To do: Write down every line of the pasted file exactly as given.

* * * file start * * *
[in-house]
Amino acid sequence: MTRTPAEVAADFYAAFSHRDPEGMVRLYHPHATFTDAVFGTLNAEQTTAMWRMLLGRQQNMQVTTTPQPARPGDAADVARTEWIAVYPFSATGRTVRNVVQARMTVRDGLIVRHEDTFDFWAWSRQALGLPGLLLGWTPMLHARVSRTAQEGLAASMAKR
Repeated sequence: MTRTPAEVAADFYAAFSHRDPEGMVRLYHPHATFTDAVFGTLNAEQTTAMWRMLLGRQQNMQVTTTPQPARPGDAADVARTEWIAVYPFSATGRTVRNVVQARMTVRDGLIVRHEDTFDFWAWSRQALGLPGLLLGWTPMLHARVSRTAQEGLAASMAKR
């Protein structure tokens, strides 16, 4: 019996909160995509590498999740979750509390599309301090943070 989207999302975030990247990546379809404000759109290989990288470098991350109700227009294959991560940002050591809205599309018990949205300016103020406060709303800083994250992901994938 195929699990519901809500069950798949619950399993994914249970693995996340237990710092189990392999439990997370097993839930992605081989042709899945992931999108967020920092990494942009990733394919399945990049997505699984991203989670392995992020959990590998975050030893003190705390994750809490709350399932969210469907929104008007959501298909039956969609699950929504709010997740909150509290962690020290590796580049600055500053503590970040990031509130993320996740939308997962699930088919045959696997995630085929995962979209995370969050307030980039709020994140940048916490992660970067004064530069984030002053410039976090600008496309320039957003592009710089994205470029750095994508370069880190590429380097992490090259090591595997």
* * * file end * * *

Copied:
[in-house]
Amino acid sequence: MTRTPAEVAADFYAAFSHRDPEGMVRLYHPHATFTDAVFGTLNAEQTTAMWRMLLGRQQNMQVTTTPQPARPGDAADVARTEWIAVYPFSATGRTVRNVVQARMTVRDGLIVRHEDTFDFWAWSRQALGLPGLLLGWTPMLHARVSRTAQEGLAASMAKR
Repeated sequence: MTRTPAEVAADFYAAFSHRDPEGMVRLYHPHATFTDAVFGTLNAEQTTAMWRMLLGRQQNMQVTTTPQPARPGDAADVARTEWIAVYPFSATGRTVRNVVQARMTVRDGLIVRHEDTFDFWAWSRQALGLPGLLLGWTPMLHARVSRTAQEGLAASMAKR
């Protein structure tokens, strides 16, 4: 019996909160995509590498999740979750509390599309301090943070 989207999302975030990247990546379809404000759109290989990288470098991350109700227009294959991560940002050591809205599309018990949205300016103020406060709303800083994250992901994938 195929699990519901809500069950798949619950399993994914249970693995996340237990710092189990392999439990997370097993839930992605081989042709899945992931999108967020920092990494942009990733394919399945990049997505699984991203989670392995992020959990590998975050030893003190705390994750809490709350399932969210469907929104008007959501298909039956969609699950929504709010997740909150509290962690020290590796580049600055500053503590970040990031509130993320996740939308997962699930088919045959696997995630085929995962979209995370969050307030980039709020994140940048916490992660970067004064530069984030002053410039976090600008496309320039957003592009710089994205470029750095994508370069880190590429380097992490090259090591595997």